I am adding these golden price tags to a larger installation I have been developing for the last year, titled Persistent Mothers. This feminist piece uses half scale representations of my own body that is puppet, doll, or trophy to grapple with my role in society as a woman and a mother in a direct and tender way. The price tags feel like they fit in this world, but also like they may take on their own form over time. Right now, the repetitive craft of making them feels good.

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AS: Can you describe some of your feelings about all this?

MS: If I allow myself to peer over the dark edge, I can get pretty freaked out. I see many devastating examples of sickness, death, lack of income, isolation. People I know are really suffering and there is very little that can be done to help other than keeping to our own islands. I don’t know what this will do to our collective society, but the symbolism feels worryingly at odds with the ideas of inclusion and community. And what will this do to our economy? My husband has been out of work for 8 weeks. How long can this last? What will be the long-term effects of having a robust economy suddenly shut down? It is really scary.

The optimist in me imagines that we will get through this quickly and that people will be eager to come together again. Things will be different, but once we are healthy, jobs will resume, and shared public life will continue. I hope that we will come through this with our priorities in greater perspective: valuing family, sharing meals, and with a far greater clarity that health care is a human right that everyone should have access to. I hope the newfound respect for health care workers, teachers, and other essential workers will continue.

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Persistent Mothers, 2020 backside of installation, featuring gilded price tags.

AS: What matters most right now?

MS: Taking care of my family is the most important thing to me right now. I am trying my best to support everyone so that we can come through this healthy and as close to whole as possible. I feel incredibly grateful for our health, home, and the love that is there.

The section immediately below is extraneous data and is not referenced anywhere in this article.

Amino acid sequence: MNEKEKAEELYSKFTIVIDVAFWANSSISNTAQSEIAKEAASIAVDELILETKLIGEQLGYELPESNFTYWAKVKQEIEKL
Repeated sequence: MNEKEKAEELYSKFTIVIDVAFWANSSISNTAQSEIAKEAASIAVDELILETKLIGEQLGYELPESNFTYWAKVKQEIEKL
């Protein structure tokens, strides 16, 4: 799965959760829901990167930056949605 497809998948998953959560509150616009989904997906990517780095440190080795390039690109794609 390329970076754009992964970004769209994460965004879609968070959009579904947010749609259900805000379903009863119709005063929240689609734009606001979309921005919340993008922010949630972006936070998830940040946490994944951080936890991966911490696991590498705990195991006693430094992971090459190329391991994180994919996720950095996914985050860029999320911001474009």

AS: Any thoughts about the road ahead?

MS: I really hope we get new leadership out of this. Certainly, Donald Trump did not cause the Coronavirus, but he did fire the committee that would have been in charge of infectious disease oversight years ago. His continued willful ignorance has led the US, and my home of New York City, to be the epicenter of the worldwide pandemic.

If we had had earlier foresight and took preventative measures much, much earlier perhaps some of this horror could have been mitigated. We need smart human beings in leadership who will hire experts and listen to their advice. We need strong and compassionate elected officials to get our society healthy and on the road to recovery.

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Where’s Our White Horse (from the series What Would George Do?), Manju Shandler, 2017, Mixed media (graphite, India Ink, acrylic paint, gesso, and charcoal on polyester film), 36 x 36 inches

Etty Yaniv works on her art, art writing and curatorial projects in Brooklyn. She founded Art Spiel as a platform for highlighting the work of contemporary artists, including art reviews, studio visits, interviews with artists, curators, and gallerists. For more details contact by Email: